Diagnosing autism – or an Autistic Spectrum Disorder (ASD) – is a difficult thing to do.
There is no single test. It takes time.
For those seeking our help, it starts with an initial assessment.
This is just the beginning.
Factor in a school-based observation; an IQ test (learning difficulties can have a huge impact on social function); an in-depth autism diagnostic interview, which can take up to four hours to complete; a play-based assessment with a psychologist; further reflection, pulling all our findings together; trying to reach a consensus . . .
Some patience is required from all involved.
It’s a complex process and one that, we understand, can be difficult and daunting.
Imagine then the immense benefits that would follow were a test – and possible treatment – for autism (and associated conditions) to be developed.
This could be – according to one report that we read this week – ‘on the horizon’, thanks to pioneering research that is being carried out in the United States.
It’s important to underline that such an outcome is a long way off at this point, the results being preliminary, the benefits to those experiencing social difficulties theoretical.
That said, the mere prospect of such a test (and potential treatment) is both significant and exciting. It’s all due to work being done with rhesus monkeys.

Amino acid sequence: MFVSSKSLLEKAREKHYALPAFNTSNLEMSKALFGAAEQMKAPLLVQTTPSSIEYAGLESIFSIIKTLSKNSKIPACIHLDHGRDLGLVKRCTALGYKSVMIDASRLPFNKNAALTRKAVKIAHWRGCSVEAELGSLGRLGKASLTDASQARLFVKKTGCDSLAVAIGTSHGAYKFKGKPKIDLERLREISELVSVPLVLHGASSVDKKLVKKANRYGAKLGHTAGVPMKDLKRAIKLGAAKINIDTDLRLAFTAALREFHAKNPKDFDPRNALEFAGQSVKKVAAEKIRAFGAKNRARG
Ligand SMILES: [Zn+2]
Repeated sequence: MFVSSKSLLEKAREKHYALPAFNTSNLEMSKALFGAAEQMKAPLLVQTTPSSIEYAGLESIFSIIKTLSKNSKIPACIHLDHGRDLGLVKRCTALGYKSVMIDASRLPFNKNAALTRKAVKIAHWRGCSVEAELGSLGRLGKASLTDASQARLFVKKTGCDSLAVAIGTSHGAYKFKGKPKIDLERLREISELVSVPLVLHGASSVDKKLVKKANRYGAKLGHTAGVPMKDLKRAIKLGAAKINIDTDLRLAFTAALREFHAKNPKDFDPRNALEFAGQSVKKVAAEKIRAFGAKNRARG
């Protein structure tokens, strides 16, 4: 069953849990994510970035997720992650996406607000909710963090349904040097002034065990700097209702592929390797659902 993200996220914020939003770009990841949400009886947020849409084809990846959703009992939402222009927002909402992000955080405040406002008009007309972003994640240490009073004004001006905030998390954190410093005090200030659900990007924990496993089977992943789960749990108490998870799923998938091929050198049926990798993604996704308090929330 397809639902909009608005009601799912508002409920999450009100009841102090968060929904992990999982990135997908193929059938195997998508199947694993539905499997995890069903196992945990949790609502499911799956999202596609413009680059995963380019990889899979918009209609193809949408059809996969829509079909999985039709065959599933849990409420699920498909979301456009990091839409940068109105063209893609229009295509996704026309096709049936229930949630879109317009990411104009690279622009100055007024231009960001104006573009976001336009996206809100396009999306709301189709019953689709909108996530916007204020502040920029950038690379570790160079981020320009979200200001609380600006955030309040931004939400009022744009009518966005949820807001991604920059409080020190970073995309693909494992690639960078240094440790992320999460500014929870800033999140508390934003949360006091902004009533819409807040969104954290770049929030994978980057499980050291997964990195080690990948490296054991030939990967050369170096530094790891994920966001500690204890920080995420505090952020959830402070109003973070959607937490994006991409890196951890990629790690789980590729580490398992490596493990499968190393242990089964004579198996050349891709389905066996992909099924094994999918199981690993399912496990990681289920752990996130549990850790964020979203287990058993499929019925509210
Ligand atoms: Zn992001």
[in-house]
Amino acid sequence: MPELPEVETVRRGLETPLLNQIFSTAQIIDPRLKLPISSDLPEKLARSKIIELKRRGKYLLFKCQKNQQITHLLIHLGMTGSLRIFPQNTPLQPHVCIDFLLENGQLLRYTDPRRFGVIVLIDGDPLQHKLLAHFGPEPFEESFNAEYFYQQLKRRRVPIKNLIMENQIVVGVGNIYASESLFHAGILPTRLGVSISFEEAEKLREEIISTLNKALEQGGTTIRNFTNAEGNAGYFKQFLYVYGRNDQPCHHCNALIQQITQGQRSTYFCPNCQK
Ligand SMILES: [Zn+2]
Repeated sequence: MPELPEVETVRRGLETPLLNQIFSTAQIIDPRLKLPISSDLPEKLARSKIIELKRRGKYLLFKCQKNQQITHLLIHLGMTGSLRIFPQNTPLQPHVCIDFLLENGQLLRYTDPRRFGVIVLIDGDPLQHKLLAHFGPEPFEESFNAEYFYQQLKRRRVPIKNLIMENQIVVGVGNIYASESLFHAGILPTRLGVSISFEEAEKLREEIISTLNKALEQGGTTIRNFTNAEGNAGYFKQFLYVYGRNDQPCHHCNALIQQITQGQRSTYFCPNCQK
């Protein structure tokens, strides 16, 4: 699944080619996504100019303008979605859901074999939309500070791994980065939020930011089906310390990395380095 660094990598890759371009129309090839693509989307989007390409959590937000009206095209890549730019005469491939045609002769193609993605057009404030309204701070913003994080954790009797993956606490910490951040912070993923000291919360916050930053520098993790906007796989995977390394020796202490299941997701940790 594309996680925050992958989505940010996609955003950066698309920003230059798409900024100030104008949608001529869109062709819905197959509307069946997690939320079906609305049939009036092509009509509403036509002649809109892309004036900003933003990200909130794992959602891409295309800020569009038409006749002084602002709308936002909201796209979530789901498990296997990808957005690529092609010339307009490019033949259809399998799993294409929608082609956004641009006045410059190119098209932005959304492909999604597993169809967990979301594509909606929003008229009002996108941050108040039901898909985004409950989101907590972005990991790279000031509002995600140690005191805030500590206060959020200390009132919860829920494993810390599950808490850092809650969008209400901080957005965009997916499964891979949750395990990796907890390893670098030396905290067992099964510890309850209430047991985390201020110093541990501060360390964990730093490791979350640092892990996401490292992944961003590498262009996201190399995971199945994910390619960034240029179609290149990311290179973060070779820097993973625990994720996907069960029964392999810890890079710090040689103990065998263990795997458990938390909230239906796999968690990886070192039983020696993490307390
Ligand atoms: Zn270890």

It involves measuring levels of a hormone, arginine vasopressin (AVP), which regulates blood pressure. Scientists in the US have discovered that less social animals had AVP levels almost one-third lower than their more gregarious peers, a finding that was replicated in a small sample of children, 14 of whom are autistic. While stressing – again – that the results are preliminary, researchers believe measuring AVP might hold the answer to developing a test for autism (it has been described as ‘a biomarker for low sociability’) – and a target for developing drugs to help alleviate social impairment.
That such a test (and treatment) would help those experiencing such issues is obvious.
Diagnosing an ASD (or not diagnosing one – as there are often other explanations for social difficulties, such as family, school and/or psychological issues) can be a great help for families as it helps to understand problems and unlock access to resources and support.
Here at CPUK, we strive to make the process as painless as possible (please see our ASD Assessments video for further details).
That said, diagnosing autism is a difficult thing to do.
There is no single test yet.
It does take time.
Given that around 1.1% of the British population (some 695,000 people) are thought to be on the autism spectrum, many of them finding the condition severely distressing and debilitating, even the smallest step towards developing such a test is to be viewed with great optimism.
The research continues. We’ll be watching with interest.
Got a question about autism and/or ASD diagnoses?
Need help, support or advice?
Contact CPUK and we’ll run through all the options.